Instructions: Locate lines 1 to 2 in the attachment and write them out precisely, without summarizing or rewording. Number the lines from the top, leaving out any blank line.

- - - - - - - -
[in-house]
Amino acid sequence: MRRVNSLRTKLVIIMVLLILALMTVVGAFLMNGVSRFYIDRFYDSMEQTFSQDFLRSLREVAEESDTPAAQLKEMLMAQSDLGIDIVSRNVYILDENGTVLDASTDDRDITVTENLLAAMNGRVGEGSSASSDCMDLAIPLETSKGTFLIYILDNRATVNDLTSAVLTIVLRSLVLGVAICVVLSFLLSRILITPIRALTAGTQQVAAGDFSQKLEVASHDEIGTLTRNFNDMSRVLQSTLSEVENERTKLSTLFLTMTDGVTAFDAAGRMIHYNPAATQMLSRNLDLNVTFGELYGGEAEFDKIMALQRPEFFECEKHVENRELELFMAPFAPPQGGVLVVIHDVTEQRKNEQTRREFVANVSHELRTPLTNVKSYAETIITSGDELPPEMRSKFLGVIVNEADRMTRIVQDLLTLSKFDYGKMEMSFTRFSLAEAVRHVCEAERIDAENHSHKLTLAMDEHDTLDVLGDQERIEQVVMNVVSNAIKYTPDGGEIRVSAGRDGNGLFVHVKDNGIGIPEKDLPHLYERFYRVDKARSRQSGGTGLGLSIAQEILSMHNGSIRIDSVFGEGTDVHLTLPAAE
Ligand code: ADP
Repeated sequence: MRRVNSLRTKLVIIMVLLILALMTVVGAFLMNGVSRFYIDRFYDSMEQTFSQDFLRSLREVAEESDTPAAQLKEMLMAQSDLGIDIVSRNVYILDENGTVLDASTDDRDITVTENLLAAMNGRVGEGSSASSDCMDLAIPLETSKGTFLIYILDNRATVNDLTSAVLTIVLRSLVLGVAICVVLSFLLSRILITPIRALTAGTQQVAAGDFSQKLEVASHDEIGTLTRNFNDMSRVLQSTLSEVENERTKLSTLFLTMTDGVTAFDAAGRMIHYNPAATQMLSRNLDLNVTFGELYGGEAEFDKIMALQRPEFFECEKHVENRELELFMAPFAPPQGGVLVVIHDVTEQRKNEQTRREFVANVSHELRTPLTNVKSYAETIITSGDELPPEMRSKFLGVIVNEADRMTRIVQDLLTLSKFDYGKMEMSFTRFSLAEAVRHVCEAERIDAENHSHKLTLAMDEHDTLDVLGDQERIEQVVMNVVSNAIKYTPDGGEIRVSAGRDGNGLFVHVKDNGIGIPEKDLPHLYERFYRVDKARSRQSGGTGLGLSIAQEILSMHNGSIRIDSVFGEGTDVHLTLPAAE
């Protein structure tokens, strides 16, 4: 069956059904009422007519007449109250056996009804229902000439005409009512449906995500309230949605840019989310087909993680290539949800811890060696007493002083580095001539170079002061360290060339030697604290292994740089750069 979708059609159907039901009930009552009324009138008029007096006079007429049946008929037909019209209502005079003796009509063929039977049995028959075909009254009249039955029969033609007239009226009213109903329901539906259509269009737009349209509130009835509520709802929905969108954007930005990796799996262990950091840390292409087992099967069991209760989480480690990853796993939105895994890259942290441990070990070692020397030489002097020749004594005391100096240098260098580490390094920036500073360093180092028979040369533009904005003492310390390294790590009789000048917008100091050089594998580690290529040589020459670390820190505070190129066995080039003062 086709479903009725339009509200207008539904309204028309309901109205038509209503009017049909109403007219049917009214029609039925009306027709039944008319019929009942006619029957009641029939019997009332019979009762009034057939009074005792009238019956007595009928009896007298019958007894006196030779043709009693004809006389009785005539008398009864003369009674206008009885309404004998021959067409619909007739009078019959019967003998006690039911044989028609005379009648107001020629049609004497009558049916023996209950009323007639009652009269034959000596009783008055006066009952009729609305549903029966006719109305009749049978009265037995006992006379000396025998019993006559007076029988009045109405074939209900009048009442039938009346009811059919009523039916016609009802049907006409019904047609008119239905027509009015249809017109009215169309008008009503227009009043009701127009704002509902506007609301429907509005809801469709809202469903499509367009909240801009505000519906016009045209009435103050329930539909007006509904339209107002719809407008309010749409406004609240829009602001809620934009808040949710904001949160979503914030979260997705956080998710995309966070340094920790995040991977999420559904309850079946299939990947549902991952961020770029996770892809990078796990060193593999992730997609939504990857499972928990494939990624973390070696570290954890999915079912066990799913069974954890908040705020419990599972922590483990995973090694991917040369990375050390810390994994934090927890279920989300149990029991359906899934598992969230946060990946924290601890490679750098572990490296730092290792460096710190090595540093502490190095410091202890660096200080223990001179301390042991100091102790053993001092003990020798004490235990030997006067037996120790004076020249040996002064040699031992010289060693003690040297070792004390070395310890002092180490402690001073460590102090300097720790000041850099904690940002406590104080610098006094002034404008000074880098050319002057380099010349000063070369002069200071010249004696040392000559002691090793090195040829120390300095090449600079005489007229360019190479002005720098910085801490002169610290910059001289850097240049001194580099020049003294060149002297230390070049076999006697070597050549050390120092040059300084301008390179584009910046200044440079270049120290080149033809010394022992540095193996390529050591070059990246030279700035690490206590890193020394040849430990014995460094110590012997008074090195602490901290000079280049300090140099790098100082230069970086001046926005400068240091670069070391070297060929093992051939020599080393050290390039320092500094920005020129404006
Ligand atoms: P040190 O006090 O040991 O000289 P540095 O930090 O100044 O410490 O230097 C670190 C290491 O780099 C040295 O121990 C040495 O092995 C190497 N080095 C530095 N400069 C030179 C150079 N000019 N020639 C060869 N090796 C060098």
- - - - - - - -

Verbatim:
[in-house]
Amino acid sequence: MRRVNSLRTKLVIIMVLLILALMTVVGAFLMNGVSRFYIDRFYDSMEQTFSQDFLRSLREVAEESDTPAAQLKEMLMAQSDLGIDIVSRNVYILDENGTVLDASTDDRDITVTENLLAAMNGRVGEGSSASSDCMDLAIPLETSKGTFLIYILDNRATVNDLTSAVLTIVLRSLVLGVAICVVLSFLLSRILITPIRALTAGTQQVAAGDFSQKLEVASHDEIGTLTRNFNDMSRVLQSTLSEVENERTKLSTLFLTMTDGVTAFDAAGRMIHYNPAATQMLSRNLDLNVTFGELYGGEAEFDKIMALQRPEFFECEKHVENRELELFMAPFAPPQGGVLVVIHDVTEQRKNEQTRREFVANVSHELRTPLTNVKSYAETIITSGDELPPEMRSKFLGVIVNEADRMTRIVQDLLTLSKFDYGKMEMSFTRFSLAEAVRHVCEAERIDAENHSHKLTLAMDEHDTLDVLGDQERIEQVVMNVVSNAIKYTPDGGEIRVSAGRDGNGLFVHVKDNGIGIPEKDLPHLYERFYRVDKARSRQSGGTGLGLSIAQEILSMHNGSIRIDSVFGEGTDVHLTLPAAE